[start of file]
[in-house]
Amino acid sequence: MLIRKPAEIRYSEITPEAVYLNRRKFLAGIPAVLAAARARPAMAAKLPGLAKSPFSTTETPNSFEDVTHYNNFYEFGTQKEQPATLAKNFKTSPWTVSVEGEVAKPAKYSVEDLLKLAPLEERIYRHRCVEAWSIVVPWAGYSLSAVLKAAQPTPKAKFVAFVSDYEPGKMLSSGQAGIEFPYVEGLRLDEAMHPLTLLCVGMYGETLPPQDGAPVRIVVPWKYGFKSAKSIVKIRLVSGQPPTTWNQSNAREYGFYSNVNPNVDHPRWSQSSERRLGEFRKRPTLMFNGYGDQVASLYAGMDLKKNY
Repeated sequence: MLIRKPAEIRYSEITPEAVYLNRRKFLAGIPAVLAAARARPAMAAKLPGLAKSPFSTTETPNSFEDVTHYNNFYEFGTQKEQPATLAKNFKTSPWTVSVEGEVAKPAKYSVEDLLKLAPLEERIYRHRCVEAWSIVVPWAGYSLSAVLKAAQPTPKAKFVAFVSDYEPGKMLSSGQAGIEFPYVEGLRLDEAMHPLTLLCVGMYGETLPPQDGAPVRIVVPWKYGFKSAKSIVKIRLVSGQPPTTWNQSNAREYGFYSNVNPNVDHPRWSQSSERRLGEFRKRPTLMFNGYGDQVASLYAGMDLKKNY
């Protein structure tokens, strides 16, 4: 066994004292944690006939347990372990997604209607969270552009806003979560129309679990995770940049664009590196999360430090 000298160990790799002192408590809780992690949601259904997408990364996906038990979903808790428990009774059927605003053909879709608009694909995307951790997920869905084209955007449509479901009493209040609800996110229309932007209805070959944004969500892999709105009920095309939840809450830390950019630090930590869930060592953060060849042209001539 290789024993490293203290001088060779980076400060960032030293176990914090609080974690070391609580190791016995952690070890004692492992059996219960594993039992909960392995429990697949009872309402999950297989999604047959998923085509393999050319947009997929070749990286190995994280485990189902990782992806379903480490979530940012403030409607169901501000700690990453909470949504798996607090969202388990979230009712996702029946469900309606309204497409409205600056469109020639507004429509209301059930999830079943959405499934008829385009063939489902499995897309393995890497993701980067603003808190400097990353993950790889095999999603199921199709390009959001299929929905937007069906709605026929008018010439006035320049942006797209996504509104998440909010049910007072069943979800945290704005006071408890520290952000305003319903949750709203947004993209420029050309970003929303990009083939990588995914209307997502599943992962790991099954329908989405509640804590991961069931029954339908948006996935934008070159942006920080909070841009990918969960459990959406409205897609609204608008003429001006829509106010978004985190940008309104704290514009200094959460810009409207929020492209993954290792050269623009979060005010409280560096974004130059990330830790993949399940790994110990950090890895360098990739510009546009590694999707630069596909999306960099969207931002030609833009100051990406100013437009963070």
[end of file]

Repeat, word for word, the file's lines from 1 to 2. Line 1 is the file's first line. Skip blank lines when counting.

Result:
[in-house]
Amino acid sequence: MLIRKPAEIRYSEITPEAVYLNRRKFLAGIPAVLAAARARPAMAAKLPGLAKSPFSTTETPNSFEDVTHYNNFYEFGTQKEQPATLAKNFKTSPWTVSVEGEVAKPAKYSVEDLLKLAPLEERIYRHRCVEAWSIVVPWAGYSLSAVLKAAQPTPKAKFVAFVSDYEPGKMLSSGQAGIEFPYVEGLRLDEAMHPLTLLCVGMYGETLPPQDGAPVRIVVPWKYGFKSAKSIVKIRLVSGQPPTTWNQSNAREYGFYSNVNPNVDHPRWSQSSERRLGEFRKRPTLMFNGYGDQVASLYAGMDLKKNY